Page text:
25 November 2014
Islamic Investment Co v. Symphony Gems & Mehta, 19 November 2014, Hamblen J – judgment here
Hamblen J observed that “the facts…are so extraordinary that they could have come from one of A.P. Herbert’s “Misleading Cases”. Yes indeed. A solicitor decided to make up three years of litigation, writing some fake judgments, pretending to instruct barristers, and churning out fictitious correspondence.
Why? It is not clear from the judgment, though one or two clues are given.
The fraud surfaced in a long-running dispute between a claimant finance company seeking repayment of a loan, and the first defendant, diamond traders, and the second and third defendant guarantors. The defendants now owe the claimant $14m. The defendants do not want to pay $14m, and have taken every point in resisting the claimant’s attempts to secure its money – so much so that in October 2010 David Steel J decided that the second defendant, Mr Rajesh Mehta go to prison for his refusal to explain where his assets were, by activating a previously suspended committal order.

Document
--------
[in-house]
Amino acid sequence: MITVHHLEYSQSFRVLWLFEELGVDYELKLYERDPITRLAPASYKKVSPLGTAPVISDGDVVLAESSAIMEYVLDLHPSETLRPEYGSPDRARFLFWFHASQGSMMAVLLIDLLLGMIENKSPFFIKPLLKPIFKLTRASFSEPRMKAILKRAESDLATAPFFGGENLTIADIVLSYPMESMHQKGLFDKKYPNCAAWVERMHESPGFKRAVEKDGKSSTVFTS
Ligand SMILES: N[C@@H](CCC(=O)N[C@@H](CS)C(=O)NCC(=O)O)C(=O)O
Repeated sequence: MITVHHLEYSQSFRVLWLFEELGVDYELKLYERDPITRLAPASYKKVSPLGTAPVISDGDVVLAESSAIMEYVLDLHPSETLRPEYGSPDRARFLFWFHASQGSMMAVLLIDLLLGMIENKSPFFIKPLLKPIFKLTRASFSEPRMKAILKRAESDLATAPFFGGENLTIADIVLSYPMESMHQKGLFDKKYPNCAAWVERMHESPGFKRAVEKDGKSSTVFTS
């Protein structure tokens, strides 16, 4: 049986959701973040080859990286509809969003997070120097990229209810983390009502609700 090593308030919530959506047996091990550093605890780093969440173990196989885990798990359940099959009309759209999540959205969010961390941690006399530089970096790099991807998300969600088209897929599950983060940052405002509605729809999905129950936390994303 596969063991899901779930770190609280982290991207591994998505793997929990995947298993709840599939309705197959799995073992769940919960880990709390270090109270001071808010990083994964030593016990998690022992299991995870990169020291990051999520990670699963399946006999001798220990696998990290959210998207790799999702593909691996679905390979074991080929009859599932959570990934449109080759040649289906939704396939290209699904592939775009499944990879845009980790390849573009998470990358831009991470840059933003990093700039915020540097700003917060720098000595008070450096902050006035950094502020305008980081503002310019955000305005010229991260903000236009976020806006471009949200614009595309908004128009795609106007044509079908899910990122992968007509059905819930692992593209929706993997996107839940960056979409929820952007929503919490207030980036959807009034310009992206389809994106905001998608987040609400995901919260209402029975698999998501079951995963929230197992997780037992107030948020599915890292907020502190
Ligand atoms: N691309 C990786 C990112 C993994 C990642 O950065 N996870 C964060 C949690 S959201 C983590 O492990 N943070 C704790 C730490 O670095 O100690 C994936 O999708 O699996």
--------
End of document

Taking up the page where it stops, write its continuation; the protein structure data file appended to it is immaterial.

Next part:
The current application was Mr Mehta’s application to set aside all adverse court orders. His reasons – my solicitor had acted against me, and was deliberately trying to prejudice me in my affairs in making up all this litigation.
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30 September 2012
Meads v. Meads, 2012 ABQB 571 (Canadian) – read judgment / PDF
Almost a year ago, I and some other legal bloggers wrote about a phenomenon known as the Freemen on the Land movement. I called the post Freemen of the dangerous nonsense, for that is exactly what the movement is, for those desperate enough to sign up to it. Now a Canadian judge has done many judges around the world a huge favour by exploding the movement’s ideas and leaders (or “gurus”) in a carefully referenced and forensic 192-page judgment, which should be read by anyone who has ever taken a passing interest in this issue, and certainly by any judge faced by a litigant attempting the arguments in court.
The Freemen, alongside other groups with similar creeds, believe that if you change your name and deny the jurisdiction of the courts, you will be able to escape debt collectors, council tax and even criminal charges. As this member of the Occupy London movement, “commonly known as dom” wrote in guardian.co.uk (of all places) “if you don’t consent to be that “person”, you step outside the system“.
As you may have guessed, this magical technique never works in the courts, but judges are often flummoxed when faced with the arguments, which are odd and in many ways risible. But what has been lacking is an authoritative, systematic judgment explaining, in detail, why that is. Until now, that is.
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